The Medieval Mind
I. The Dark Ages
A. The Years A.D. 400 to A.D. 1000
1. Referred to as the Dark Ages because knowledge and literacy vanished during this era.
2. Rulers during this age were illiterate and most found it trivial.
a. Emperor Sigismund said, “Ego sum rex Romanus et super
grammatica”—as king of Rome, he was above grammar.
B. Rome’s Fall in the Fifth Century
1. The Hsiung-nu (Huns) ravaged though Europe after defeat in China.
a. Went from China to Russia, Russia to Ukraine, Ukraine to Romania, and from Romania continued east through Europe.
i. Survivors crossed the Danube River.
ii. Emperor Valens ordered that the refugees be taken out. They were enslaved and later fought mercenaries sent from other tribes.
2. Now allied with the Goths, the Huns broke the Danube-Rhine line.
a. Prepared to attack Italy in A.D. 400 led by Visigoth Alaric.
3. 40,000 Huns, Goths, and freed Roman slaves, led by Alaric, crossed the Julian Alps, launching an 8 year war against the Romans.
a. Rome’s cavalry was not prepared for the attack and two-thirds were killed.
4. Alaric led warriors down and entered Rome on August 24, 410.
a. Rome was destroyed.
i. Alaric could not control the Huns or slaves.
ii. Men were killed, women were raped, and art was destroyed.
b. The fall of Rome caused the destruction of other parts of eastern Europe.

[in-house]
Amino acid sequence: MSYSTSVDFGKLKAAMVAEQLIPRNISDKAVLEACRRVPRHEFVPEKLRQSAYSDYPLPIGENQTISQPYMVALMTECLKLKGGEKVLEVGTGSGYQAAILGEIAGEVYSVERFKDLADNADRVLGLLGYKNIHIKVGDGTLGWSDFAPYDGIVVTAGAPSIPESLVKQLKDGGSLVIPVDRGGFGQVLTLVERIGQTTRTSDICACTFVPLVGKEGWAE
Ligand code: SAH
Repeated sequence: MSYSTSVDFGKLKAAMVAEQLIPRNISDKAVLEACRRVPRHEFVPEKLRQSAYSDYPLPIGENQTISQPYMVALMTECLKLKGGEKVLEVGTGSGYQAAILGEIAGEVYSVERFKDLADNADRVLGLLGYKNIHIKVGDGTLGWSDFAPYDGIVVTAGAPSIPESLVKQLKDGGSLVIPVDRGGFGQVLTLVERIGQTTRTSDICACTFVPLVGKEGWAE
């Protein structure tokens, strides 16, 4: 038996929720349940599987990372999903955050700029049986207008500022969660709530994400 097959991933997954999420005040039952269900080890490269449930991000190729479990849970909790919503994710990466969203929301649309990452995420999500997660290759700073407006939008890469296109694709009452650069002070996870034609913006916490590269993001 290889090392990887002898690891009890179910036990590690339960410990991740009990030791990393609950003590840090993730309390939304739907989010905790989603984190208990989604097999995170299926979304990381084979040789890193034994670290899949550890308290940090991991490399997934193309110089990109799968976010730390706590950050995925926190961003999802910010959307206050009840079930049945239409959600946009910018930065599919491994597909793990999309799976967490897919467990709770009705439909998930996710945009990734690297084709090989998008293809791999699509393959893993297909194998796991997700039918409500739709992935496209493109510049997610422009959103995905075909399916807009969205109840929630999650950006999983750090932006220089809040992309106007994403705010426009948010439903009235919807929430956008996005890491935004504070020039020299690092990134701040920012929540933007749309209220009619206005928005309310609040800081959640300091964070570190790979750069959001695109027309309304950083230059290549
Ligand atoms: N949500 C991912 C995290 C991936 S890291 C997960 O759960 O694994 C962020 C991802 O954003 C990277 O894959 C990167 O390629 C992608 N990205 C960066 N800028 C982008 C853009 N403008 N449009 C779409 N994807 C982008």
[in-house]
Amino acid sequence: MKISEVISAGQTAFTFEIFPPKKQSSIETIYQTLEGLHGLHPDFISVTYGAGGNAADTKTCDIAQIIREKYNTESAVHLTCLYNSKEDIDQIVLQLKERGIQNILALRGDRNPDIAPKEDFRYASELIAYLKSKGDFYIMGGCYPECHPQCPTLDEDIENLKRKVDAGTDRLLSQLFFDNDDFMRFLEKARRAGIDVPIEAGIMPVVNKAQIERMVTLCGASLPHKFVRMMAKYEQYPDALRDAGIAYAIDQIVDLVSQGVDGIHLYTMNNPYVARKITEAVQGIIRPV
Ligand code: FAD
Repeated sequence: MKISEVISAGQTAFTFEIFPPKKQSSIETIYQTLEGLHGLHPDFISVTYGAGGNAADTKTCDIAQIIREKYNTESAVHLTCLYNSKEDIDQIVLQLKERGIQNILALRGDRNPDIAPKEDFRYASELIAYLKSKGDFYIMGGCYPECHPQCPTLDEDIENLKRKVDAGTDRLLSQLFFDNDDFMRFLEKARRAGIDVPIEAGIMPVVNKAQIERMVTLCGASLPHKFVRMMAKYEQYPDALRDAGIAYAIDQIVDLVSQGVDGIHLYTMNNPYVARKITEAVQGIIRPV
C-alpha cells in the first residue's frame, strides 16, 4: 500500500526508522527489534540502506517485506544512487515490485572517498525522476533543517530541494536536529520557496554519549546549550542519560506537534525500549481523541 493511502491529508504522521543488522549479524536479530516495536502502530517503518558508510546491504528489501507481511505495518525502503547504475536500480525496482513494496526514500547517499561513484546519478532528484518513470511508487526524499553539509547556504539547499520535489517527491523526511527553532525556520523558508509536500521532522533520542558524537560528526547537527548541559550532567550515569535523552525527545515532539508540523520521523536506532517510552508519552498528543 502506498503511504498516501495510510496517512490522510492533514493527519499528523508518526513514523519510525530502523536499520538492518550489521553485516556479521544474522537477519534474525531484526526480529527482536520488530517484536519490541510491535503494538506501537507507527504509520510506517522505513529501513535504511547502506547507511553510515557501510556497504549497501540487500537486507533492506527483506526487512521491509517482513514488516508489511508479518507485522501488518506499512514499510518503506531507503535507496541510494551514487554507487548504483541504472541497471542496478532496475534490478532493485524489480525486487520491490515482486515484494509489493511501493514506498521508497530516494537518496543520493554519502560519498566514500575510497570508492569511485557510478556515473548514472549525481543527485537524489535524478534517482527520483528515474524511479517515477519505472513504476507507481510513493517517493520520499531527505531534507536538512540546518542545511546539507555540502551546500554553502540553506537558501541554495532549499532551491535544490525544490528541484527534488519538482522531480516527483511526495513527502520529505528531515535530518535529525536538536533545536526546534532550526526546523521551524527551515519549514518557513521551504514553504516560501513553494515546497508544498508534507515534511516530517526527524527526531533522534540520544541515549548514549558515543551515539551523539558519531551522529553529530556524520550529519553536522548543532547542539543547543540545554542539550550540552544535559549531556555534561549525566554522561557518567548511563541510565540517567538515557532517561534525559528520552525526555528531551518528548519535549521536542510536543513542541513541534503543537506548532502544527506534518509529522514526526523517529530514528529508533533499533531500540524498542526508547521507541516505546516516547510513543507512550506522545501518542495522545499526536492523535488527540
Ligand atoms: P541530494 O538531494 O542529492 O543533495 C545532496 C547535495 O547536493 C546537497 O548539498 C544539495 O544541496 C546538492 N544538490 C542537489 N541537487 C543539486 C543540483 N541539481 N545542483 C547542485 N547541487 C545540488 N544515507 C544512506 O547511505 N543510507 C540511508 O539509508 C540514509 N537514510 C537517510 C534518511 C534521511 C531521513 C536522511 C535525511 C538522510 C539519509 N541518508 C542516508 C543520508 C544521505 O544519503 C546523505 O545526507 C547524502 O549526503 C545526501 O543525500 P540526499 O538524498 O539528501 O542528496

5. For forty generations, Rome suffered.
C. Life and Conditions in the Dark Ages
1. Famine and plagues thinned population.
a. Black Plague especially brought death throughout the continent.
2. Floods caused by climactic changes brought major disasters.
a. Empire’s drainage system had fallen apart.
3. Roads besides those built by the Romans and harbors were in disrepair.
a. Harbors improved in the eighth century.
b. Roads built by the Romans remained superior to all others in Europe even after a thousand years.
4. Bricklaying became a lost art.
a. Cathedrals were the only stone buildings built in Germany, England, Holland, and Scandinavia.
i. This continued for nearly ten centuries.
5. Farming was difficult.
a. Lack of iron meant no wheeled plowshares.
i. Did not trouble those in the south as much as those in the North.
ii. Mediterranean soil was light and easily broken up.
iii. The hard soil in the north had to be turned by hand, which was difficult work.
b. Cattle were of limited availability.
c. Workers often died of exhaustion.
6. High levels of violence.
a. Murders were twice as common as accidental or natural deaths.
i. Only 1% of murderers were ever caught.
b. Deaths occurred regularly in alehouse brawls, fights, or during sporting events.
c. Many died in tournaments.
i. As many as 60 knights were recorded to have died in a single tournament. II. The Church
A. Religion and Ruling
1. Converted the pagans to Catholicism.
2. Clovis in A.D. 493 accepted the Church and was baptized.
a. Clovis was a violent chieftain.
b. Bishop Gregory of Tours explained his actions as being part of his “divine guidance.” 3. Rulers would often retaliate against those who did not show loyalty to the Church.
a. Charlemagne gave the Saxon rebels the choice of baptism or
b. Many died under Constantine I (the first Roman emperor to accept Christianity in A.D. 330).
c. Arius of Alexandria died as a condemned heresiarch.
i. The Arians rioted after his death.
ii. Fellow Christians killed more than 3,000 of them.
d. Constantinople was destroyed on April 13, 1204 by armies in Fourth Crusade.
B. The Pagan/Christian Struggle
1. Paganism was deeply embedded in Europe’s history.
a. Constantine discouraged paganism, but it was not made illegal.
i. Paganism continued to...